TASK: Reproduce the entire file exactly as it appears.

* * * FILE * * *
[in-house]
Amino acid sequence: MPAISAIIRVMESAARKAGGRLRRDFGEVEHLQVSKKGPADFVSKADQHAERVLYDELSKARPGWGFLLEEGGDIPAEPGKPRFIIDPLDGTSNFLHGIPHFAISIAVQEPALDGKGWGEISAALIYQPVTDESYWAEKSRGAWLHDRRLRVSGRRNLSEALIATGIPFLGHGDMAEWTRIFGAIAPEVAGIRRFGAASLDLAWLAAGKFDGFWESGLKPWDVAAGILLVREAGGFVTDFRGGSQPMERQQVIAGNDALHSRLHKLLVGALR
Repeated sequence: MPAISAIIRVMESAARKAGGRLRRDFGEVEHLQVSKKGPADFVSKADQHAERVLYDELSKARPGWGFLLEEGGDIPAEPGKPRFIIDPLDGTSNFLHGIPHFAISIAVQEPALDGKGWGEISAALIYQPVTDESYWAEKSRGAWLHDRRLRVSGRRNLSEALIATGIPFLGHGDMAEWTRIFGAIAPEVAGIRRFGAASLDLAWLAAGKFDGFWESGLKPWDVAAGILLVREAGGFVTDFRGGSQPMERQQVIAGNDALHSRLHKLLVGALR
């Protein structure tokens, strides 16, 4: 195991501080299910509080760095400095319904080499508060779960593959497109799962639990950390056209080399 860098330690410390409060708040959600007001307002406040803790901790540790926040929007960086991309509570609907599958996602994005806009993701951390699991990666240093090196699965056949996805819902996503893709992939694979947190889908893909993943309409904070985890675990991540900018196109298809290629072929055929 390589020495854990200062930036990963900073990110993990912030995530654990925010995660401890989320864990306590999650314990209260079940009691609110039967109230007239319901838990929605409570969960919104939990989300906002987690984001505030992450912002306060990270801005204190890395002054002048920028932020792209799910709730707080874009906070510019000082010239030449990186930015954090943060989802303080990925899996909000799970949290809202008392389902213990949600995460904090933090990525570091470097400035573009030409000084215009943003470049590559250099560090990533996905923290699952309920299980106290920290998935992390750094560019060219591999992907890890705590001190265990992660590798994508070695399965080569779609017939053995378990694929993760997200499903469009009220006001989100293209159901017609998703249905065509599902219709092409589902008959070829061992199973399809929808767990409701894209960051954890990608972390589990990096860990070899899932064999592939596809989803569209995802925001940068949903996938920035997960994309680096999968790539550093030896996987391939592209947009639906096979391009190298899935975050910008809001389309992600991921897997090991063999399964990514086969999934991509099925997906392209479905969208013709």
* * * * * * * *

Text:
[in-house]
Amino acid sequence: MPAISAIIRVMESAARKAGGRLRRDFGEVEHLQVSKKGPADFVSKADQHAERVLYDELSKARPGWGFLLEEGGDIPAEPGKPRFIIDPLDGTSNFLHGIPHFAISIAVQEPALDGKGWGEISAALIYQPVTDESYWAEKSRGAWLHDRRLRVSGRRNLSEALIATGIPFLGHGDMAEWTRIFGAIAPEVAGIRRFGAASLDLAWLAAGKFDGFWESGLKPWDVAAGILLVREAGGFVTDFRGGSQPMERQQVIAGNDALHSRLHKLLVGALR
Repeated sequence: MPAISAIIRVMESAARKAGGRLRRDFGEVEHLQVSKKGPADFVSKADQHAERVLYDELSKARPGWGFLLEEGGDIPAEPGKPRFIIDPLDGTSNFLHGIPHFAISIAVQEPALDGKGWGEISAALIYQPVTDESYWAEKSRGAWLHDRRLRVSGRRNLSEALIATGIPFLGHGDMAEWTRIFGAIAPEVAGIRRFGAASLDLAWLAAGKFDGFWESGLKPWDVAAGILLVREAGGFVTDFRGGSQPMERQQVIAGNDALHSRLHKLLVGALR
């Protein structure tokens, strides 16, 4: 195991501080299910509080760095400095319904080499508060779960593959497109799962639990950390056209080399 860098330690410390409060708040959600007001307002406040803790901790540790926040929007960086991309509570609907599958996602994005806009993701951390699991990666240093090196699965056949996805819902996503893709992939694979947190889908893909993943309409904070985890675990991540900018196109298809290629072929055929 390589020495854990200062930036990963900073990110993990912030995530654990925010995660401890989320864990306590999650314990209260079940009691609110039967109230007239319901838990929605409570969960919104939990989300906002987690984001505030992450912002306060990270801005204190890395002054002048920028932020792209799910709730707080874009906070510019000082010239030449990186930015954090943060989802303080990925899996909000799970949290809202008392389902213990949600995460904090933090990525570091470097400035573009030409000084215009943003470049590559250099560090990533996905923290699952309920299980106290920290998935992390750094560019060219591999992907890890705590001190265990992660590798994508070695399965080569779609017939053995378990694929993760997200499903469009009220006001989100293209159901017609998703249905065509599902219709092409589902008959070829061992199973399809929808767990409701894209960051954890990608972390589990990096860990070899899932064999592939596809989803569209995802925001940068949903996938920035997960994309680096999968790539550093030896996987391939592209947009639906096979391009190298899935975050910008809001389309992600991921897997090991063999399964990514086969999934991509099925997906392209479905969208013709």